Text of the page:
Corn emergence across Nebraska was estimated to be 92% as of June 12 according to NASS. The crop was rated 3% very poor, 9% poor, 23% fair, 52% good and 13% excellent. The net change from conditions as of June 5 was a two-percentage point increase in the very poor category, a five-percentage point increase in the poor category, a three-percentage point increase in the fair category, a 10-percentage point drop in the good category and no change in the excellent category.
Soybean emergence was estimated to be 90% as of June 12 according to NASS. The crop was rated 3% very poor, 7% poor, 21% fair, 57% good and 12% excellent. Compared to June 5 conditions, the very poor category increased two percentage points, the poor category increased three percentage points and the fair category increased five percentage points. This led to a 10-percentage point decline in the good rating, while the excellent rating remained unchanged.
Sorghum planting reached 90% as of June 12 according to NASS, which compares to 85% last year and the five-year average of 86%. The crop was rated 1% very poor, 11% poor, 30% fair, 55% good and 3% excellent. Compared to the June 5 estimate, the very poor category increased 1 percentage point, the poor category increased 7 percentage points, the fair category increased 6 percentage points, the good category decreased 16 percentage points and the excellent category increased 2 percentage points.
Winter wheat as of July 12 was 87% headed, compared to 91% last year and the five-year average. Crop conditions were essentially unchanged from the previous week and the crop was rated 19% very poor, 18% poor, 34% fair, 25% good and 4% excellent.
Current Weather Outlook
The GFS weather model issued the morning of June 14 indicates that the recent mini heat wave will return to the central Plains beginning June 17 and continue through at least June 22. This will occur as the upper air trough currently moving across the northern Plains shifts into the Great Lakes region. Most of the precipitation that is forecast from June 14-21 is expected to occur during the first next 24 hours in response to a surface cold front moving through the eastern half of Nebraska (Figure 3).
There is a slight chance for scattered showers and thunderstorms across extreme eastern Nebraska on June 16 and June 17 as energy rotates along the backside of the Great Lakes upper air trough. Current model output indicates that if precipitation materializes, general coverage amounts are expected to be less that 0.25 inches, with locally higher amounts if thunderstorms do develop. The GFS model indicates that the majority of moisture with these events will remain to our east across Iowa and Minnesota.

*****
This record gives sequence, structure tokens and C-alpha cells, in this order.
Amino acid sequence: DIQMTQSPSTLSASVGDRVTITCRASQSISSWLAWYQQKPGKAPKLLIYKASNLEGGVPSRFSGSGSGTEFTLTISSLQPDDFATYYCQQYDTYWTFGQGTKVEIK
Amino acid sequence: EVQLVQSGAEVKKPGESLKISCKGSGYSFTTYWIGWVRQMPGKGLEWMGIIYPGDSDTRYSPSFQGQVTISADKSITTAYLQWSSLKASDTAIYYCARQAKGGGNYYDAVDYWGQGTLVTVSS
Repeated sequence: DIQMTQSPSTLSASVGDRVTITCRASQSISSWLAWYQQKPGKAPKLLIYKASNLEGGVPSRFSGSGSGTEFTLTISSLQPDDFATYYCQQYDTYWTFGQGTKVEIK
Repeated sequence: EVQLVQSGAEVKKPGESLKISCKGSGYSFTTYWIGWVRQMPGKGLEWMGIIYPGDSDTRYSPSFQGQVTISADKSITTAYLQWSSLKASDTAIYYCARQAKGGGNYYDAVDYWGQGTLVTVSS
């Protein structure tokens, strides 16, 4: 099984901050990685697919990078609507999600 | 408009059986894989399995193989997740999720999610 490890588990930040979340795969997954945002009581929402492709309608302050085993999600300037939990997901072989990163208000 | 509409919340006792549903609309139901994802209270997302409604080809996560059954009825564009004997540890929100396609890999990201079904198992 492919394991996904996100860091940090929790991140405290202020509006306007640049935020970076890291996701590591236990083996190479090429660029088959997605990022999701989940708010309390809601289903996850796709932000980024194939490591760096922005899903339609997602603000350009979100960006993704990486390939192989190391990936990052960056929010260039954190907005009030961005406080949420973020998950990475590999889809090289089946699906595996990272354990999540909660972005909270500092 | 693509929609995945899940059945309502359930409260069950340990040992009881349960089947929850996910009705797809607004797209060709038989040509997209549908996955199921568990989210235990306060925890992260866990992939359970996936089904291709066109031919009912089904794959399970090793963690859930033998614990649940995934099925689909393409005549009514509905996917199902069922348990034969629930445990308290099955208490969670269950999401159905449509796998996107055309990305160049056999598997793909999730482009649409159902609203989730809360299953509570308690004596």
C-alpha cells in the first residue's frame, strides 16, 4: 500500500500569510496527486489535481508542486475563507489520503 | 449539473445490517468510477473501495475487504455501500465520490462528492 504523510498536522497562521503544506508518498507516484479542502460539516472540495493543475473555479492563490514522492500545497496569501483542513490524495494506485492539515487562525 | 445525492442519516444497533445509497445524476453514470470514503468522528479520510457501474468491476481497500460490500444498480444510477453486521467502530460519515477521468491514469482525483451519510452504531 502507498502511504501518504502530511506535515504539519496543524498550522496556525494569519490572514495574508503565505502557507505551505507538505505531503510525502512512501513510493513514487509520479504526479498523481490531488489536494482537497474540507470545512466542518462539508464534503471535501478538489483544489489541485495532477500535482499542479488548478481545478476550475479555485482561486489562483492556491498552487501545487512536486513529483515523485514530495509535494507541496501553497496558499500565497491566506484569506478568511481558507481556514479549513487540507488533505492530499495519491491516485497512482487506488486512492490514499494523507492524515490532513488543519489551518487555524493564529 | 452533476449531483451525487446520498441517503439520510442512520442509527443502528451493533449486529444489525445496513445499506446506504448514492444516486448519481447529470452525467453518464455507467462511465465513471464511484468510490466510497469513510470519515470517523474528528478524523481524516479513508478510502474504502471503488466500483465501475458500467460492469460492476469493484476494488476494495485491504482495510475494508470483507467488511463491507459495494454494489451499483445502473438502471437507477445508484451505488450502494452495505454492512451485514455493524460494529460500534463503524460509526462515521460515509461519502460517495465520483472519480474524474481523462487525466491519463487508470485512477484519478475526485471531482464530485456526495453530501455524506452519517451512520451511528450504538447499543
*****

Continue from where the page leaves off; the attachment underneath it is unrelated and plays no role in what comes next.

High temperatures are forecast to being in the 80s to low 90s June 15, then warm into the upper 80s to middle 90s June 16. From June 17 through June 21, widespread middle 90s to low 100s are forecast statewide, with the warmest temperatures forecast for the southern half of the state. An upper air trough will begin to slowly move east from the central and northern Rocky Mountains by June 22, which may bring a slight cool down to the northwestern Panhandle, but hot conditions will continue for the remainder of the state.
From June 23-30, there is considerable uncertainty regarding air temperatures and precipitation chances across the state. The Climate Prediction Center (CPC) 8-14 day outlook for June 21-30 indicates above-normal temperatures are favored with equal chances of above-normal, normal or below-normal precipitation (Figures 4 and 5). Since this outlook was issued by CPC yesterday afternoon, there has been a reduction in the precipitation forecast and an increase to high temperatures across the central Plains according to the GFS weather model.
Instead of an extended period of daily precipitation chances from June 22-27 as weather models suggest for the past five days, the GFS model now indicates the best precipitation chances will be June 26 as a trough moves across the northern Plains. A slight cool down is forecast statewide June 23, with the best chances for moisture occurring across the northern tier of Nebraska counties. Hot temperatures are forecast to return June 24-25, before temperatures cool back into the 80s June 26. From June 27-30, the upper air ridge is forecast to expand north and bring a return to maximum temperatures in the 95-105°F range. Thus, with such a large flip in model outcomes, considerable uncertainty exists in regard to temperatures and precipitation the last seven days of June.